Sacramento City Attorney’s Office Warned Target It Could Face Fines for Calls About Thefts

A security guard watches customers inside the Target store on Riverside Boulevard in Sacramento. (Sara Nevis/The Sacramento Bee/TNS, File)

(The Sacramento Bee/TNS) — The Sacramento City Attorney’s Office warned a Target store that it could face a public nuisance charge due to a large number of phone calls placed to police when thieves repeatedly stole from its location.

A person with knowledge of the warning, but not authorized to speak publicly due to the fear of retaliation, told The Sacramento Bee that city officials threatened the Target at 2505 Riverside Blvd. during the past year with an administrative fine. A Sacramento police spokesman confirmed the location — a site that prompted heavy ire from residents of the Land Park neighborhood due to frequent crime — when asked about the apparent warning.

The alleged warning issued by Sacramento city officials — and similar actions by other cities across the state — prompted lawmakers to add an amendment to a retail theft bill that would outlaw such threats made by authorities. Pursuing legal actions against businesses for reporting crime brought heavy criticism from law enforcement.

“I … (was) also surprised that anyone would ever attempt to make a nuisance case out of somebody calling to report a legitimate crime,” said Alexander Gammelgard, president of the California Police Chiefs Association while testifying in December at the Assembly’s first retail theft committee meeting. “I don’t think there is a place for that.”

The City Attorney’s Office and the Sacramento Police Department were not aware of any threats of litigation, Tim Swanson, a spokesman for the city of Sacramento, wrote in an email.

It’s unclear why City Attorney Susana Alcala Wood’s office would allegedly resort to issuing such a warning to any business seeking help from police. Swanson did not grant multiple interview requests to the City Attorney’s Office over a period of about a week.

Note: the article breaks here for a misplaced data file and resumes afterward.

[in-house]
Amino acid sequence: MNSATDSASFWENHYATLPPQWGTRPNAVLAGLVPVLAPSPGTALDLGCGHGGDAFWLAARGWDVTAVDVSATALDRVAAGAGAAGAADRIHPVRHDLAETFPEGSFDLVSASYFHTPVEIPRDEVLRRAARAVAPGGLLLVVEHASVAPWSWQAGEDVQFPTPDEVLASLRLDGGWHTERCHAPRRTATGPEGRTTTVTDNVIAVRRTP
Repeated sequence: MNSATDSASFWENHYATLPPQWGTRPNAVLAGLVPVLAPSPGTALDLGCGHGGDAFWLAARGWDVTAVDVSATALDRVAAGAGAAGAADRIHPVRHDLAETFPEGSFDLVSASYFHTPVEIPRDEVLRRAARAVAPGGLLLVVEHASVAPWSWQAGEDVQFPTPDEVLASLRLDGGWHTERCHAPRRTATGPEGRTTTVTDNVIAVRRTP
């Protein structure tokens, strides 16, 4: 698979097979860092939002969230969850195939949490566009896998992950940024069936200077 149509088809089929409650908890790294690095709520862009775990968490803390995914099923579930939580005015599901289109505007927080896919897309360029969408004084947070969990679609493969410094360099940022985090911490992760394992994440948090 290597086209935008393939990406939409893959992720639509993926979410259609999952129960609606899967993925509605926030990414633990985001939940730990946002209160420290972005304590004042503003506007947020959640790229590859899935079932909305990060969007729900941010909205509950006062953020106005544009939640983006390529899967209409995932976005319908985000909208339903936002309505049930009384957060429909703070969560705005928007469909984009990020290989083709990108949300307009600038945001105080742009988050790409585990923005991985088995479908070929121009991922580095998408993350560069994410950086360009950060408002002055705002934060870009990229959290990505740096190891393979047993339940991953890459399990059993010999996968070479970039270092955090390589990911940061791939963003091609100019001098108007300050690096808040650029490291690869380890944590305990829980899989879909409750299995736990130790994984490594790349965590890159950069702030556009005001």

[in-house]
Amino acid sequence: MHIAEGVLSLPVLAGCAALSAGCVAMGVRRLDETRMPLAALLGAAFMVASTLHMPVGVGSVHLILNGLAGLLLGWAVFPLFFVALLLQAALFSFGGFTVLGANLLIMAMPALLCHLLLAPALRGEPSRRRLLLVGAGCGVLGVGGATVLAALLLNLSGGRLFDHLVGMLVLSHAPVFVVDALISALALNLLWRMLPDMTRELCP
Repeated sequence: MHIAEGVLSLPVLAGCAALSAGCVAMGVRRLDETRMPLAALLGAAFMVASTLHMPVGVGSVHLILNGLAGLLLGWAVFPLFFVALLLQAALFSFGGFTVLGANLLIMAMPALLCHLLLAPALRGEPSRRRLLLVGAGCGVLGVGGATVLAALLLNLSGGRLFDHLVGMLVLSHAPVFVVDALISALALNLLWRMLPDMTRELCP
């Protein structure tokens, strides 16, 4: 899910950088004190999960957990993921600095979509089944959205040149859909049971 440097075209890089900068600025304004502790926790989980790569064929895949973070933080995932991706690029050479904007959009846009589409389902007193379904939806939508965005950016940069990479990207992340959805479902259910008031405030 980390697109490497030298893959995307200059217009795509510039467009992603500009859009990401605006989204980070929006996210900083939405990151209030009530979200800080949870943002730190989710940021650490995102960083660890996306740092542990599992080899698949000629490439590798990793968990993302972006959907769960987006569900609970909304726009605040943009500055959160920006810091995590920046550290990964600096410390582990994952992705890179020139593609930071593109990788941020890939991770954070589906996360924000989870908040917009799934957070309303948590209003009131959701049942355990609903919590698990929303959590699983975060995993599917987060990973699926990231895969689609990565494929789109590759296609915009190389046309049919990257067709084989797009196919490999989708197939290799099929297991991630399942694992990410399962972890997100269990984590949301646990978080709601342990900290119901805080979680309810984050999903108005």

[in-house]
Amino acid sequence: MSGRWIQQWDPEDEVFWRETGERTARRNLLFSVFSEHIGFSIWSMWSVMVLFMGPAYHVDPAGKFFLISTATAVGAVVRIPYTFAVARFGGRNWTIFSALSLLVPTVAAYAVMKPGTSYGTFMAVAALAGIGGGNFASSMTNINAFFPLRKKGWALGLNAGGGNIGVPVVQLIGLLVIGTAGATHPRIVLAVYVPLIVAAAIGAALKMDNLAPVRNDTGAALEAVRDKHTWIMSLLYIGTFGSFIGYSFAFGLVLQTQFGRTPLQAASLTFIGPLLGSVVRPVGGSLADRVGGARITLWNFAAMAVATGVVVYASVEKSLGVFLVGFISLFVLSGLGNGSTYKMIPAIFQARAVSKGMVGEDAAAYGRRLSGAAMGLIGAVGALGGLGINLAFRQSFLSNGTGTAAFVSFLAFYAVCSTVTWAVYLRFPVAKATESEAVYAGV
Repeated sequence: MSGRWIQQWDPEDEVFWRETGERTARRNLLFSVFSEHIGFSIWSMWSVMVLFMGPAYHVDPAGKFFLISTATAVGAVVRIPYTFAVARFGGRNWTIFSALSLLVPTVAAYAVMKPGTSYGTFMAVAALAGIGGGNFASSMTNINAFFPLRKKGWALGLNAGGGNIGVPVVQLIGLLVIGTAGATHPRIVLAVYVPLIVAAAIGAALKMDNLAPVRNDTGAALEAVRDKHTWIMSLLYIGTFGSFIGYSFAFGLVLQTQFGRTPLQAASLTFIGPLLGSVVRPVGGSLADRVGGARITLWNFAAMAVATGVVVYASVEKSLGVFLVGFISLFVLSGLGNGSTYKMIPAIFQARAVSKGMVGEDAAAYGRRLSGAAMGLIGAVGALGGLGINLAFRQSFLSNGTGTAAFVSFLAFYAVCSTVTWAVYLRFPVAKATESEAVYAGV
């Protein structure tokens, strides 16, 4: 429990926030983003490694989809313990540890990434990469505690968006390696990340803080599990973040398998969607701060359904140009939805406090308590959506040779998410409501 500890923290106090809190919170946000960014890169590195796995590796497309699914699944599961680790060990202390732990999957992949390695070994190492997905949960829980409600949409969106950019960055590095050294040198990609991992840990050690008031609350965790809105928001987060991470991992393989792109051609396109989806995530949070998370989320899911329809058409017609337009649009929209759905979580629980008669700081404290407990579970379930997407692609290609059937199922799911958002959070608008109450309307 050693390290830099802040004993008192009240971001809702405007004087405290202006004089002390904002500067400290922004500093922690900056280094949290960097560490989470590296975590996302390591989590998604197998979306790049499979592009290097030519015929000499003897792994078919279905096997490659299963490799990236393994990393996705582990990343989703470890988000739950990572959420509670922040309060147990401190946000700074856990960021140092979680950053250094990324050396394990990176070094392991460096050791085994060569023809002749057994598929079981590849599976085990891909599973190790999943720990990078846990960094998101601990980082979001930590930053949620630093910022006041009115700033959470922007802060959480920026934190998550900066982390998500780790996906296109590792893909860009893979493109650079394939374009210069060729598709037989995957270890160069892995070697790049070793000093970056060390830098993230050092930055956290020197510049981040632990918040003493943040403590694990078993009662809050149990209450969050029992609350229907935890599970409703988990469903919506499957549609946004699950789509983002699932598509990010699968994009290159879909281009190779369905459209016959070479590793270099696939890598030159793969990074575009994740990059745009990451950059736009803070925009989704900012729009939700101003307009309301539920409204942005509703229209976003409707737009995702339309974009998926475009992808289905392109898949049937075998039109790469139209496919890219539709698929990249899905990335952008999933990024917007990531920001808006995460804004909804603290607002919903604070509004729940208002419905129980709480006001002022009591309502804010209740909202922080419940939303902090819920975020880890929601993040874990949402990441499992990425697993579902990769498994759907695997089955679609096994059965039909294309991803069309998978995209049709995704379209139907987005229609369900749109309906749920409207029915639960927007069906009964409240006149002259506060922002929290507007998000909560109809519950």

Clark Kelso, a professor of law at the University of the Pacific’s McGeorge School of Law, said “there is no question” that city attorneys have every right to pursue a public nuisance charge against businesses in which owners know the property is dangerous. However, experts said it’s unclear if the law allows a public nuisance charge when people steal from the store. The retailer is a victim, and could be seeking serious help when confronted with shoplifters, he said.

The alleged warnings by city officials statewide may affect what crime data is reported as businesses contend with the potential of facing legal action for reporting retail theft, a topic spurring heavy debate in California. Lawmakers have said the unreliable data has caused some skepticism about what, if any, legislation should be passed.

Blake Randol, a criminal justice professor at California State University, Stanislaus, found the situation disconcerting because the purpose behind pursuing the action is to stop a person or entity from creating disorder. The responsibility of a city is to help residents and a public nuisance change could deter a business from reporting, he said, while also noting that city officials could issue warnings because they would like to see a decrease in crime statistics.

“What’s problematic is that what Target is complaining about is a legitimate crime concern,” Randol said. “The city does have a responsibility to be more responsive to the public and be responsive to crime control demands from the public.”

The number of calls for service related to theft, robbery and shoplifting at the three Target locations in the city of Sacramento increased sharply in 2023, according to The Bee’s analysis of police data. At the same time, most calls did not result in police taking a crime report, issuing a citation or making an arrest.